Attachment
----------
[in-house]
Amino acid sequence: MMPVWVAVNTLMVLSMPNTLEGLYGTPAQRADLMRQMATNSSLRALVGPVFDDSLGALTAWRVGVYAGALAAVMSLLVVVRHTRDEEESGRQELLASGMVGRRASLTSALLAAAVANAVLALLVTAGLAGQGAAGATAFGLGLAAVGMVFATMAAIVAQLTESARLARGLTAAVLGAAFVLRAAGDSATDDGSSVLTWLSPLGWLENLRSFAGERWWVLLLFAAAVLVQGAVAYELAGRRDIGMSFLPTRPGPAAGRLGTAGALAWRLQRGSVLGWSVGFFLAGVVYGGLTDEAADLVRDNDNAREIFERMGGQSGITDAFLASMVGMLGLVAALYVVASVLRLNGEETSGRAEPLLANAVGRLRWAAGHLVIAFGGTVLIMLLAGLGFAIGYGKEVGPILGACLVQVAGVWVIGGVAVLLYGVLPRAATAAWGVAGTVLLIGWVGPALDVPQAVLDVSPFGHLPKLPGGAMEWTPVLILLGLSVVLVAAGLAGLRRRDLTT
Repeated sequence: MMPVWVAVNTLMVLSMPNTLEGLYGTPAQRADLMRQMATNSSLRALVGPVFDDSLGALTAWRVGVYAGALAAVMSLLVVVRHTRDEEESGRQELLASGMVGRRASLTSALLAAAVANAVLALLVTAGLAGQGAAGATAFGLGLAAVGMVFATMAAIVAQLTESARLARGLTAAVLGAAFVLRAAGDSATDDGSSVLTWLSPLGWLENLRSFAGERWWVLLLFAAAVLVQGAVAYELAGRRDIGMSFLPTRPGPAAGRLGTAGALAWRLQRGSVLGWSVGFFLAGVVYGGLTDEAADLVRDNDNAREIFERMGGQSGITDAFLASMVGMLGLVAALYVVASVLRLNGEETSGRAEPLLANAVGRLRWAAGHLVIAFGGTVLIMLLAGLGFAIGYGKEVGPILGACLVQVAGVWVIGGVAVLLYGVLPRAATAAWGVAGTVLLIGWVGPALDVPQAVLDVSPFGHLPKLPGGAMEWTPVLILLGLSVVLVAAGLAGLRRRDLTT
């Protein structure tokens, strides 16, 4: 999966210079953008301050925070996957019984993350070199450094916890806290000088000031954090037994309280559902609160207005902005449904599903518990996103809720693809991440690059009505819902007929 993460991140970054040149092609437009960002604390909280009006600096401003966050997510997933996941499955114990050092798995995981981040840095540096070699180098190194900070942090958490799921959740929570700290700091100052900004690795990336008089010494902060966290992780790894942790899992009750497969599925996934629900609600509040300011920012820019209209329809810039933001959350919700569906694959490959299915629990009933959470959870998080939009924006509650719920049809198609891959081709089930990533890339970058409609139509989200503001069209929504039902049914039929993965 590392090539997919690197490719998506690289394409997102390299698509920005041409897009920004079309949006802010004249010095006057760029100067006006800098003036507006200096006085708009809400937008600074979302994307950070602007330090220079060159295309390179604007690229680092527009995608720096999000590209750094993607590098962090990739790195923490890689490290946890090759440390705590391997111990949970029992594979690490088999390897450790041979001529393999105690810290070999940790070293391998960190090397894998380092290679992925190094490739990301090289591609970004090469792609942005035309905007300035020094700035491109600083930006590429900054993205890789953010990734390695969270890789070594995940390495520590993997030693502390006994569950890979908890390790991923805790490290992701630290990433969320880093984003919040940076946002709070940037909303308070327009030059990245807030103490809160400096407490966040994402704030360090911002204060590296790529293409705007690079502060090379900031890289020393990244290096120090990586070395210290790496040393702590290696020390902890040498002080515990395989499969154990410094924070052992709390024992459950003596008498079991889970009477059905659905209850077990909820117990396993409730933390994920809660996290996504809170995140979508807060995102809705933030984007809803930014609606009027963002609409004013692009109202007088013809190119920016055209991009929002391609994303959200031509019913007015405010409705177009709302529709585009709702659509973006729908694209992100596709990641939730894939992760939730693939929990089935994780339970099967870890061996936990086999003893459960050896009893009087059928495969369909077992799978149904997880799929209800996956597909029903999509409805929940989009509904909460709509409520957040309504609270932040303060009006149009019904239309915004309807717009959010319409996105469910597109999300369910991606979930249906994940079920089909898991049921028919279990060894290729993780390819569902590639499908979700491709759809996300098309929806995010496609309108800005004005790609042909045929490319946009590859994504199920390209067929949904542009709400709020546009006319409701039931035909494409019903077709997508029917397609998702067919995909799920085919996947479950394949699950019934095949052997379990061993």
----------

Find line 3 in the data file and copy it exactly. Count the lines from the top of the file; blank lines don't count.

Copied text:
Repeated sequence: MMPVWVAVNTLMVLSMPNTLEGLYGTPAQRADLMRQMATNSSLRALVGPVFDDSLGALTAWRVGVYAGALAAVMSLLVVVRHTRDEEESGRQELLASGMVGRRASLTSALLAAAVANAVLALLVTAGLAGQGAAGATAFGLGLAAVGMVFATMAAIVAQLTESARLARGLTAAVLGAAFVLRAAGDSATDDGSSVLTWLSPLGWLENLRSFAGERWWVLLLFAAAVLVQGAVAYELAGRRDIGMSFLPTRPGPAAGRLGTAGALAWRLQRGSVLGWSVGFFLAGVVYGGLTDEAADLVRDNDNAREIFERMGGQSGITDAFLASMVGMLGLVAALYVVASVLRLNGEETSGRAEPLLANAVGRLRWAAGHLVIAFGGTVLIMLLAGLGFAIGYGKEVGPILGACLVQVAGVWVIGGVAVLLYGVLPRAATAAWGVAGTVLLIGWVGPALDVPQAVLDVSPFGHLPKLPGGAMEWTPVLILLGLSVVLVAAGLAGLRRRDLTT